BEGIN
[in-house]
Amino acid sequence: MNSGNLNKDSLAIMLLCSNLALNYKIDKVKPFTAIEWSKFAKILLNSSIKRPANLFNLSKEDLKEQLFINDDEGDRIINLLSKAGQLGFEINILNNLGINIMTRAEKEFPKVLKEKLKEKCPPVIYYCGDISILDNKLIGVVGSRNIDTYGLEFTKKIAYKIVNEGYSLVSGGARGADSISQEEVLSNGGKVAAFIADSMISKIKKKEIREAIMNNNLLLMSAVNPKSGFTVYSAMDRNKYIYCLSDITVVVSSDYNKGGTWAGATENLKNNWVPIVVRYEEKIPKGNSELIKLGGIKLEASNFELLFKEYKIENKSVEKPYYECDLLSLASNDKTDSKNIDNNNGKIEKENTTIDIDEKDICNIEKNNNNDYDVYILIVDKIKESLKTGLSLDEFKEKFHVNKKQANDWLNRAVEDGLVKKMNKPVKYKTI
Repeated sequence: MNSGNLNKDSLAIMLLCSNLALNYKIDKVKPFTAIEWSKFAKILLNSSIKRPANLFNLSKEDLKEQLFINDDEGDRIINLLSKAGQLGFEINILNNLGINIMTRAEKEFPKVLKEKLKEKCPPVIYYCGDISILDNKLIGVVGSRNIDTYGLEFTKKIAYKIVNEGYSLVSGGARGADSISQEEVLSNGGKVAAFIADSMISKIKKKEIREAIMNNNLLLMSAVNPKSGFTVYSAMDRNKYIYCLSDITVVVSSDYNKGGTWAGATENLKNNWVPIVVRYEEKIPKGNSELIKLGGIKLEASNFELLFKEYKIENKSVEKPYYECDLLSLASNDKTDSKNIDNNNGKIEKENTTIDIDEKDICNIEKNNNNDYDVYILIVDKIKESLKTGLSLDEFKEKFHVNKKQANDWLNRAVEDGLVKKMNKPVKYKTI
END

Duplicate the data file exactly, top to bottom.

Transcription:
[in-house]
Amino acid sequence: MNSGNLNKDSLAIMLLCSNLALNYKIDKVKPFTAIEWSKFAKILLNSSIKRPANLFNLSKEDLKEQLFINDDEGDRIINLLSKAGQLGFEINILNNLGINIMTRAEKEFPKVLKEKLKEKCPPVIYYCGDISILDNKLIGVVGSRNIDTYGLEFTKKIAYKIVNEGYSLVSGGARGADSISQEEVLSNGGKVAAFIADSMISKIKKKEIREAIMNNNLLLMSAVNPKSGFTVYSAMDRNKYIYCLSDITVVVSSDYNKGGTWAGATENLKNNWVPIVVRYEEKIPKGNSELIKLGGIKLEASNFELLFKEYKIENKSVEKPYYECDLLSLASNDKTDSKNIDNNNGKIEKENTTIDIDEKDICNIEKNNNNDYDVYILIVDKIKESLKTGLSLDEFKEKFHVNKKQANDWLNRAVEDGLVKKMNKPVKYKTI
Repeated sequence: MNSGNLNKDSLAIMLLCSNLALNYKIDKVKPFTAIEWSKFAKILLNSSIKRPANLFNLSKEDLKEQLFINDDEGDRIINLLSKAGQLGFEINILNNLGINIMTRAEKEFPKVLKEKLKEKCPPVIYYCGDISILDNKLIGVVGSRNIDTYGLEFTKKIAYKIVNEGYSLVSGGARGADSISQEEVLSNGGKVAAFIADSMISKIKKKEIREAIMNNNLLLMSAVNPKSGFTVYSAMDRNKYIYCLSDITVVVSSDYNKGGTWAGATENLKNNWVPIVVRYEEKIPKGNSELIKLGGIKLEASNFELLFKEYKIENKSVEKPYYECDLLSLASNDKTDSKNIDNNNGKIEKENTTIDIDEKDICNIEKNNNNDYDVYILIVDKIKESLKTGLSLDEFKEKFHVNKKQANDWLNRAVEDGLVKKMNKPVKYKTI